The regulation of onshore gas resources is primarily the responsibility of states and territories. However, in 2013, the Australian Government amended the Environment Protection and Biodiversity Conservation Act 1999 to require CSG and large coal mining developments to obtain Commonwealth approval where they would have a ‘significant impact’ on water resources. This is known as the ‘water trigger’.

This Commonwealth approval is separate to state approvals and must take into account advice from the Independent Expert Scientific Committee on Coal Seam Gas and Large Coal Mining Development (IESC). Future shale gas or tight gas projects in Australia will not be regulated under this trigger as it only applies to CSG and large coal mining developments. The water trigger is currently under review. The review report was due to the Minister for the Environment by 31 March 2016.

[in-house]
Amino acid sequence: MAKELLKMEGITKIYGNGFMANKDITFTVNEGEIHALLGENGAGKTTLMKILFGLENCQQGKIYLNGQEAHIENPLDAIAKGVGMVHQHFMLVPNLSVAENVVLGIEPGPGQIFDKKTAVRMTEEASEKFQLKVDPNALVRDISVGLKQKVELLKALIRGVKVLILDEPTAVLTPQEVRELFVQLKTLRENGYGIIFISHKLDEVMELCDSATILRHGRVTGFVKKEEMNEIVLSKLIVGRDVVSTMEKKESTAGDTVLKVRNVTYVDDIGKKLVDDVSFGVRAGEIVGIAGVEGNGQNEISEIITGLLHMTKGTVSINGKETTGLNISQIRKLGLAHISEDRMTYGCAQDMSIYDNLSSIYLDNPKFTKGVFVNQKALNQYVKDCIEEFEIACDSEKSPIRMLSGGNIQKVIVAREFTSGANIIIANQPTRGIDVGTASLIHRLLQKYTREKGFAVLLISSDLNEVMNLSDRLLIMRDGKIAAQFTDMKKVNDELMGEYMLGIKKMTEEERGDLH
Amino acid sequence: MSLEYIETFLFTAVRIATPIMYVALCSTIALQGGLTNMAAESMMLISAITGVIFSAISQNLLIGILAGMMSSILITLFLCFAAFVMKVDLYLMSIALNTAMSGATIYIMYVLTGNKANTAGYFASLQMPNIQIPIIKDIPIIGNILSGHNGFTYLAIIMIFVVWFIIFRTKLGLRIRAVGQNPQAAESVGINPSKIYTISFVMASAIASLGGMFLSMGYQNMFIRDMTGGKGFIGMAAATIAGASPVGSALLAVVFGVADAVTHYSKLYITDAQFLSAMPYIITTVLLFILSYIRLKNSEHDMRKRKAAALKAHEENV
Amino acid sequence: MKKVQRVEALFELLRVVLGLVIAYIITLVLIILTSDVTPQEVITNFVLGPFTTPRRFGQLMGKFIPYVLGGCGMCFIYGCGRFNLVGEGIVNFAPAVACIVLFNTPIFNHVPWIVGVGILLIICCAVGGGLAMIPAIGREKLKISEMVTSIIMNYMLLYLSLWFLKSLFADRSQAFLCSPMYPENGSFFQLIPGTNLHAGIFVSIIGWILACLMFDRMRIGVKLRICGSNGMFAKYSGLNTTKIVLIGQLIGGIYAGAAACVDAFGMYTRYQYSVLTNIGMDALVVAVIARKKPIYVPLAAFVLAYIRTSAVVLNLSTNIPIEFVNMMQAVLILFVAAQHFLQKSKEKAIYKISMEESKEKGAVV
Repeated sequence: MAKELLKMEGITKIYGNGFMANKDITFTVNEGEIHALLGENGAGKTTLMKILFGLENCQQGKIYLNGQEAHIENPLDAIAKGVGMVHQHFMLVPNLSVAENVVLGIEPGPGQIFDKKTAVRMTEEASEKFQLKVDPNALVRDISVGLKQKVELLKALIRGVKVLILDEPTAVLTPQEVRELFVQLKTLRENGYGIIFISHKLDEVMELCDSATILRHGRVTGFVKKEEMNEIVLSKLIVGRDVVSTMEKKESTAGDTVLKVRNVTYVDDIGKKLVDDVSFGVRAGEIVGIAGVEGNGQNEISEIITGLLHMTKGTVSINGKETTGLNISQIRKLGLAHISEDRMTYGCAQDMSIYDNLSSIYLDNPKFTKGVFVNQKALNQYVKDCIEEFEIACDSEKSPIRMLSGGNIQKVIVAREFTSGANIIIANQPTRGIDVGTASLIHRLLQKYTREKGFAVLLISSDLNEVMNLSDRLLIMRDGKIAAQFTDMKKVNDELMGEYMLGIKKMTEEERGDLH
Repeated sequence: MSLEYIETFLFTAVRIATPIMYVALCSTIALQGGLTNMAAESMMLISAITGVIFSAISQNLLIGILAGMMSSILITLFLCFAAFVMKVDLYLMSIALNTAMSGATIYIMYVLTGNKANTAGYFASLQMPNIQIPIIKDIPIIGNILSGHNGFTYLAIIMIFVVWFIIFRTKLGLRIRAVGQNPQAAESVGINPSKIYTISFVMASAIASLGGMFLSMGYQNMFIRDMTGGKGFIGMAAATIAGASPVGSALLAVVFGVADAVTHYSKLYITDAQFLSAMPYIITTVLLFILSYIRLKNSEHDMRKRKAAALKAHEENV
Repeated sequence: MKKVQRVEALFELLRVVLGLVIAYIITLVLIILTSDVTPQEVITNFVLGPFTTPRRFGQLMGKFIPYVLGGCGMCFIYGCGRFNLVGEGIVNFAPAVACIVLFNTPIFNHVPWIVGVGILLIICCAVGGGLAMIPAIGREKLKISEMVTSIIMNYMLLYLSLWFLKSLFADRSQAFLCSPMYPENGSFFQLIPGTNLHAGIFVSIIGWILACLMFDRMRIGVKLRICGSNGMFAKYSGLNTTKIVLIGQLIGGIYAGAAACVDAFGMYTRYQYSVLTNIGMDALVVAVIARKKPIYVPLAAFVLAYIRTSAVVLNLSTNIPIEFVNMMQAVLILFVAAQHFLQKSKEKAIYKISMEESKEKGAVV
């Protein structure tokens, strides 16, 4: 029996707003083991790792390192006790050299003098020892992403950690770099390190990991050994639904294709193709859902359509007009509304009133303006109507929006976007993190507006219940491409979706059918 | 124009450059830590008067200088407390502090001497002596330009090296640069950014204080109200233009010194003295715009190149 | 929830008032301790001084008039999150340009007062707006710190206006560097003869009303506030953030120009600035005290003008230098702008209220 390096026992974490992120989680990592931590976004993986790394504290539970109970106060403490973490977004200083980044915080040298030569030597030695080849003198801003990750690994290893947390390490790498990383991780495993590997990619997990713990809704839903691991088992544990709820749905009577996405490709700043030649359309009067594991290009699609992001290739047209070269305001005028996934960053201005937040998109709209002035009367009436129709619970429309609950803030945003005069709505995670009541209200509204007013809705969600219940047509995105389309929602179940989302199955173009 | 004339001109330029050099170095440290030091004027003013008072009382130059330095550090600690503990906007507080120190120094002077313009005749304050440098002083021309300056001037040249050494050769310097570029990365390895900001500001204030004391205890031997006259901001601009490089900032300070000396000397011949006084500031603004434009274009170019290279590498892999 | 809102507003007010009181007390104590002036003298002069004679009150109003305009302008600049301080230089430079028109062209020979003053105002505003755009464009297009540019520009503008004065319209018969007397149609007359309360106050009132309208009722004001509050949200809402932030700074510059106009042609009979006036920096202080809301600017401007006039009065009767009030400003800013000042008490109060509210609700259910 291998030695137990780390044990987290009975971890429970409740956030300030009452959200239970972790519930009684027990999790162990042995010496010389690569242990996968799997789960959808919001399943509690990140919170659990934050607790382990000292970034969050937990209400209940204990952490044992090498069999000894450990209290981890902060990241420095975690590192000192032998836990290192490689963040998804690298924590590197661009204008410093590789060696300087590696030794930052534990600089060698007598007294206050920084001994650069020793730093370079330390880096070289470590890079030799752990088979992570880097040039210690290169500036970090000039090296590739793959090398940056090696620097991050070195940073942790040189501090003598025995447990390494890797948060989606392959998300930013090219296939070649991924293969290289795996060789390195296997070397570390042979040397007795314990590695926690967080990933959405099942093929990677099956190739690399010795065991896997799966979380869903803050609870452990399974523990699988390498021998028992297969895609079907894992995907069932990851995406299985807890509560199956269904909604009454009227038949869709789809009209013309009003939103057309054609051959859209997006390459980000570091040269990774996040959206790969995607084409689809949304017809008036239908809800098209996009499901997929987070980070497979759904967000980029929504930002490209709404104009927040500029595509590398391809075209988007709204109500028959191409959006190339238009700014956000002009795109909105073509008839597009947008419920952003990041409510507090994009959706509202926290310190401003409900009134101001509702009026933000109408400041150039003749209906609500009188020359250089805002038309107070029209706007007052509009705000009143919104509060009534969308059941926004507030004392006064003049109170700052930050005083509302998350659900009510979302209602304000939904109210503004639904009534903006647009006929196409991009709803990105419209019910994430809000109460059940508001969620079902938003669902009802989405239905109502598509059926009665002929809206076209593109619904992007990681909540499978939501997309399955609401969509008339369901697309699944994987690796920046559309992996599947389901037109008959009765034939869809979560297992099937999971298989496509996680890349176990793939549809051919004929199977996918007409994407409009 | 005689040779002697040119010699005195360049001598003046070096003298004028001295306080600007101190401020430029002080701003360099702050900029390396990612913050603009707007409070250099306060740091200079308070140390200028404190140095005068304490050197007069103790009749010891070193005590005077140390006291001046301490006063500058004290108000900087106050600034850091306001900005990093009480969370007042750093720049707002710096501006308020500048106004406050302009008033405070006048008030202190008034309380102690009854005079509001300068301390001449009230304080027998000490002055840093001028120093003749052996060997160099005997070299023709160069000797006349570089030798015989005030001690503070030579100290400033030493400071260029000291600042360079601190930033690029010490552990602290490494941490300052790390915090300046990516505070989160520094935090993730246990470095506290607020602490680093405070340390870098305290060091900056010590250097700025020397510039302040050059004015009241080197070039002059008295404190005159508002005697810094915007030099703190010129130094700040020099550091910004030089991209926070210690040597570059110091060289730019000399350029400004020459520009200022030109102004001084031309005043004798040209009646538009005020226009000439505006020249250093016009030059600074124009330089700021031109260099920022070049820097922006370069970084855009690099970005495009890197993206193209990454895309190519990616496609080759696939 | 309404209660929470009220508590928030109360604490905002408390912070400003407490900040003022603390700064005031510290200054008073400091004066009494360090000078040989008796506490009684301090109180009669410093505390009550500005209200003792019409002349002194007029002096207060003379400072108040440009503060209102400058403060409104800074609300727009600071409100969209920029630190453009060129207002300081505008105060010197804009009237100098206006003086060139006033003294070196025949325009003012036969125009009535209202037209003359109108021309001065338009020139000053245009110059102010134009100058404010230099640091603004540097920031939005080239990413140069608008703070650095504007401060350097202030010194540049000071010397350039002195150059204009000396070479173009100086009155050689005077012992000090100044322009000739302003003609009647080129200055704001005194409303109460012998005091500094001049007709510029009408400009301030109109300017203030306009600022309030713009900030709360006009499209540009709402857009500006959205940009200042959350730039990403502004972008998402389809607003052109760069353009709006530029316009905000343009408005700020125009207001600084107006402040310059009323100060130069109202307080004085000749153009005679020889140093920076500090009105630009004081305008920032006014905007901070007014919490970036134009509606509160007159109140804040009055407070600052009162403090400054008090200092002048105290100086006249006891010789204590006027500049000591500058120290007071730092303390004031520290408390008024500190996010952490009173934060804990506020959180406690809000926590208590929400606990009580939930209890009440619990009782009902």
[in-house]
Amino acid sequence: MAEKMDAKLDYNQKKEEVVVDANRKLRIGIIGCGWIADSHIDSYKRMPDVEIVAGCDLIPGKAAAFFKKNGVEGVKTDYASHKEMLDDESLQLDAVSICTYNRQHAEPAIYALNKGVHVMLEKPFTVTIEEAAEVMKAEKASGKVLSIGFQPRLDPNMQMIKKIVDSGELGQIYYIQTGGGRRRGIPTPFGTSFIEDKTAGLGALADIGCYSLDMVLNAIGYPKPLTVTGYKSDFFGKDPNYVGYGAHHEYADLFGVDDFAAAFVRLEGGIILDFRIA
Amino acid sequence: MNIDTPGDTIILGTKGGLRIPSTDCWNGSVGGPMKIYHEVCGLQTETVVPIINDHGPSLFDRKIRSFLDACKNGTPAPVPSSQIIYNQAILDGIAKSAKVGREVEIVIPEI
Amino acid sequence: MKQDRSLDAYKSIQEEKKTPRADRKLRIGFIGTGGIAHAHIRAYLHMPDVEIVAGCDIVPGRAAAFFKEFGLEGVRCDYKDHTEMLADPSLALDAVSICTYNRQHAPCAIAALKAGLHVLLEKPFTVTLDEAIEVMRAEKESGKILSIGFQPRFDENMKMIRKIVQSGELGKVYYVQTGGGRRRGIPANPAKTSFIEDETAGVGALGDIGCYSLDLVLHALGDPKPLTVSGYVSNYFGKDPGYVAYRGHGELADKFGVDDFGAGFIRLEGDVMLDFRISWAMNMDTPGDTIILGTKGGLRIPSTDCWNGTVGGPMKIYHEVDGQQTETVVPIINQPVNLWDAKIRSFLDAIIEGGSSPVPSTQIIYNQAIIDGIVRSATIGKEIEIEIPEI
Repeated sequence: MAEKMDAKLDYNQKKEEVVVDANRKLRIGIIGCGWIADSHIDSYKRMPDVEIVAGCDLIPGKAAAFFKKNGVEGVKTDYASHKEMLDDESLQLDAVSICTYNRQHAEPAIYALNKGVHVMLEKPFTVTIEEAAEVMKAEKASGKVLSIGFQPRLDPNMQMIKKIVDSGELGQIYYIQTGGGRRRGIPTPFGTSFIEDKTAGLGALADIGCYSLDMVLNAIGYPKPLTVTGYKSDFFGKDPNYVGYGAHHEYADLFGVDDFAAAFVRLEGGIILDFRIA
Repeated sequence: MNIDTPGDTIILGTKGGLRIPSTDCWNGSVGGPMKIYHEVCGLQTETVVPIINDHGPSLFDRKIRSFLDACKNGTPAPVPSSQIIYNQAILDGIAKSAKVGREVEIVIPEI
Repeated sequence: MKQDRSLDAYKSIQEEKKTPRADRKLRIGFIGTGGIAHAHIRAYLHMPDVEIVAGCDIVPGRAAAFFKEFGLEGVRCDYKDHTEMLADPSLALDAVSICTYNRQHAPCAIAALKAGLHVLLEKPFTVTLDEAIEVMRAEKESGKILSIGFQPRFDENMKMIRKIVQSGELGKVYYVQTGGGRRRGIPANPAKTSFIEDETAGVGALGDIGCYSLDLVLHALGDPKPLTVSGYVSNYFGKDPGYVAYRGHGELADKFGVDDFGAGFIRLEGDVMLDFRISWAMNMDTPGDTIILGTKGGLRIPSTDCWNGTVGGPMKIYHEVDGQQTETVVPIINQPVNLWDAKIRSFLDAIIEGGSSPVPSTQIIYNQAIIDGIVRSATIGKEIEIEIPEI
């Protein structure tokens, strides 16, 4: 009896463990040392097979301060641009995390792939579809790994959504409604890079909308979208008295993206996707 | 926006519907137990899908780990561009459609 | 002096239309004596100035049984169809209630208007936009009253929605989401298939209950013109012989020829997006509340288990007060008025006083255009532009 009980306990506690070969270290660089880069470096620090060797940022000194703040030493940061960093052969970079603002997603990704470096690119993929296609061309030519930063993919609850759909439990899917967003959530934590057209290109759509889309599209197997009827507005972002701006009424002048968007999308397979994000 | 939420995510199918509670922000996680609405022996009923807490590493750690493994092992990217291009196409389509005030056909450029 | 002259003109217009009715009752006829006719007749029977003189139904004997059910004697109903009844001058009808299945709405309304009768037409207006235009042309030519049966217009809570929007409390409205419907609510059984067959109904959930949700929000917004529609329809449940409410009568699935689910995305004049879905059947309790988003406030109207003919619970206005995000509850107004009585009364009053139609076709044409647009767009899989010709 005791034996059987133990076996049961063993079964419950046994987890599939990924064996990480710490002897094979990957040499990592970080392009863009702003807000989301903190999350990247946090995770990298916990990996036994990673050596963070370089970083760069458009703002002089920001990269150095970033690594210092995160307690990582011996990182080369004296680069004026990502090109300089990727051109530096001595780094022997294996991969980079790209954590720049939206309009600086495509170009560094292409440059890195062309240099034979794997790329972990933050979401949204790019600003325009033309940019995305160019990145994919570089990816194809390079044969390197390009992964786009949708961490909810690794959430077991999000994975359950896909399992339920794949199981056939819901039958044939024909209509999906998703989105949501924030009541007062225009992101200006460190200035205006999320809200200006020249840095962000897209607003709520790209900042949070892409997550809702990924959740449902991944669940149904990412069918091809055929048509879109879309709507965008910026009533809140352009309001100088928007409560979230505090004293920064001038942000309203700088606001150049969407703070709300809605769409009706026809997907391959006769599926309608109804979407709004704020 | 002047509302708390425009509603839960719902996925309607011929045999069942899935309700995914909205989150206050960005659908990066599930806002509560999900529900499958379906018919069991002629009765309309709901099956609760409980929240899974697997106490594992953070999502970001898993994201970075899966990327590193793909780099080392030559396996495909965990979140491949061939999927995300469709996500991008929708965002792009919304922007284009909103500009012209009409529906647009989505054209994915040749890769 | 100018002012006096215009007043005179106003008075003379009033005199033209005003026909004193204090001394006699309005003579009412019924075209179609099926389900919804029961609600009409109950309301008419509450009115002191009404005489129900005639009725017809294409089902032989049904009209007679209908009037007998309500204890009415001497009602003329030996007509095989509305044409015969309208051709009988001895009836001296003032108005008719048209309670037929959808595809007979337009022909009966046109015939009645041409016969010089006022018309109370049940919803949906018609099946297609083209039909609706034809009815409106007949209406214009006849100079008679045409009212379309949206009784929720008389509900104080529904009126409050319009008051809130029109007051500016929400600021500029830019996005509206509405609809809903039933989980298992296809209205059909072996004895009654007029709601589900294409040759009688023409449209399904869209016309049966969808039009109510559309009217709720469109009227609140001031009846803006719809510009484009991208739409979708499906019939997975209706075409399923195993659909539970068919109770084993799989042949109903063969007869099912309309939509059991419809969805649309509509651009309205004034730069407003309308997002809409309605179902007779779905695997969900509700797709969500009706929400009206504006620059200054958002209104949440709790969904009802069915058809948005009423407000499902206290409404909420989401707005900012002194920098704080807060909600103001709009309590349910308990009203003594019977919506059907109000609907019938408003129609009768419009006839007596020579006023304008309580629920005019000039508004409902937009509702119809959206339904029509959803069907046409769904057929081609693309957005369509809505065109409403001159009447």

Further reading

M O’Kane, Final Report of the Independent Review of Coal Seam Gas Activities in NSW, New South Wales Chief Scientist and Engineer,  Sydney, September 2014.

Department of Industry, Innovation and Science, Energy in Australia 2015, Canberra, January 2016.

Select Committee on Unconventional Gas Mining, Interim Report, Canberra, 4 May 2016.

R Drinkwater, ‘Coal Seam Gas: the Commonwealth's regulatory role’, FlagPost, Parliamentary Library blog, 13 July 2016.